#10 Never apologize for a slide.
How many times have you heard a speaker say, “This is a very busy slide – I’m really sorry about it, but if you just look in the lower right-hand corner…”? Never apologize for a slide. If you have to apologize, that slide should not be shown. Period. No one is forcing you to put three paragraphs on one slide! Aside from the nuts and bolts of making your slideshows effective and visually appealing (use san serif fonts, don’t use the color red, etc.), it seems like common sense, but people do apologize for what they are showing the audience, and it’s insane!

How to Know When You’ve Lost Your Audience

If you follow those tips, I hope you won’t have to worry about your audience tuning you out. But it’s always important to know when you’re losing your audience so you can make the necessary adjustments to win them back.

I used to look out into the audience and count the people who were sleeping, but now I have a much more accurate method: I count how many people are on their smartphones. With the help of the illuminating blue light emanating from their screens, I can see who’s texting, who’s emailing, and who’s browsing the Web looking for anything more interesting than what I’m discussing. If I see more than 10 percent of the audience on their phones, then I know I’ve done a bad job.

And, of course, if you finish your talk and there are no questions from the audience, you know you have failed miserably. When that happens to me, I actually feel sick. I think to myself, “I either lost them or they don’t care anymore.”

So, when I’m faced with an audience where people are lining up at the microphones to ask questions, that’s the ideal situation. Handling those questions is another skill that’s learned basically from trial and error.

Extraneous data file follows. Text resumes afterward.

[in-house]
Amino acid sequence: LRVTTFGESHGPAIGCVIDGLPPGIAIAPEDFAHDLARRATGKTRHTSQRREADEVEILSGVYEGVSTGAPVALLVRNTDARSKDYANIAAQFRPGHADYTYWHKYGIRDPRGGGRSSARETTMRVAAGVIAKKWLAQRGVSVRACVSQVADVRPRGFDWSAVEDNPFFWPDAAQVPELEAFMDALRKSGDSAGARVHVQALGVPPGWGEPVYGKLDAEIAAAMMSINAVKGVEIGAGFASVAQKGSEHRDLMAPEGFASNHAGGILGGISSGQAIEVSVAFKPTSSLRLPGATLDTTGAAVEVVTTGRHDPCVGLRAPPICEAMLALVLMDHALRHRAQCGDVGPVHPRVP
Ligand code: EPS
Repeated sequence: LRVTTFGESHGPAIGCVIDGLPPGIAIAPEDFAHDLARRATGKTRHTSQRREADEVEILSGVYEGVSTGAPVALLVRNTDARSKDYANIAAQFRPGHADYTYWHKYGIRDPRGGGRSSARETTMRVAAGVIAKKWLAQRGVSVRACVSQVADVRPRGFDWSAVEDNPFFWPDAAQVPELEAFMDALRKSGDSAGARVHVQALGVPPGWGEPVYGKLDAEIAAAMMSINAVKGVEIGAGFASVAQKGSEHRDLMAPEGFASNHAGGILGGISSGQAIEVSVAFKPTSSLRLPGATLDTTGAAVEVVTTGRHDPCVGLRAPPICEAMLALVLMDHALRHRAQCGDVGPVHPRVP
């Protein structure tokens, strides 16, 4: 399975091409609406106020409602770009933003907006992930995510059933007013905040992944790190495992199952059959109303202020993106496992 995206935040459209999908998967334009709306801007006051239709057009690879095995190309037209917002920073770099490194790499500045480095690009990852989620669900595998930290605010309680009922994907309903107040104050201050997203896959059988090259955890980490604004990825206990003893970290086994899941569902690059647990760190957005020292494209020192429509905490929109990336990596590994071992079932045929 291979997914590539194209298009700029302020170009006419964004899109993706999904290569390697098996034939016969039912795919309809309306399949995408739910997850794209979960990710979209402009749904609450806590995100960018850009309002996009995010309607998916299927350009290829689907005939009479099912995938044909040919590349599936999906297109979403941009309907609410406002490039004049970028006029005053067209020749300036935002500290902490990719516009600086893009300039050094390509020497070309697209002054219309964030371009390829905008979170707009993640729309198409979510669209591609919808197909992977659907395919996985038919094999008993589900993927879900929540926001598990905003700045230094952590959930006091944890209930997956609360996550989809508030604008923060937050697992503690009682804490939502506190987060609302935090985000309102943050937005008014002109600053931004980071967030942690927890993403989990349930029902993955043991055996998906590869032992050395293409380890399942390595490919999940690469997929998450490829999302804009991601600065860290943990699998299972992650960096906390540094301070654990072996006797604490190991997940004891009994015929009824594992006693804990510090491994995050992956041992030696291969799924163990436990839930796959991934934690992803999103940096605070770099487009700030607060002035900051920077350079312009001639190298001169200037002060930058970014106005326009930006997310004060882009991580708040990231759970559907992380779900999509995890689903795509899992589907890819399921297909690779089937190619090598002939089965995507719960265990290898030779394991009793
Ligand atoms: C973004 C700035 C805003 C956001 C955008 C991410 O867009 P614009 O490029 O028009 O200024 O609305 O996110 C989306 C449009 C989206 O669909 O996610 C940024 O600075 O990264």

As the presenter, the one on stage, you do have a certain amount of control over how the conversation will flow. If someone throws you a curveball that doesn’t relate to the topic at hand, or that demonstrates a fundamental lack of understanding of the content that other members may have grasped, you have the ability to blow it off. Or, if you want to take the more diplomatic route, say, “That’s an important question, but the answer is complex and I think we need to take it offline after my allotted time is done.”

The same is true if you’re asked a question that requires a four-minute answer during your five-minute Q&A session – you can decline to answer, rather than shutting out four other people’s questions. Think about the audience as a whole and what you would like for them to get out of your presentation.

Last, But Not Least…

Have a conclusion. At the end of your presentation, it is important to emphasize what was just discussed – essentially, “tell them what you told them.” The conclusion is your listeners’ take-home message. It’s the “elevator speech” that they can carry with them after they’ve listened to your (and probably 10 more) presentations.

So, here’s mine. Overall, effectively delivering a research presentation boils down to a basic principle: understand what you can and cannot do in the time you’ve been given. There is not a topic in the world, no matter what it is, that you can’t talk about for two-and-a-half hours. But you have 10 minutes, so do it in 10 minutes – no matter what you are presenting. It could be earth-shattering research that’s going to win the Nobel Prize, but you are getting 10 minutes for that abstract presentation, so work with it.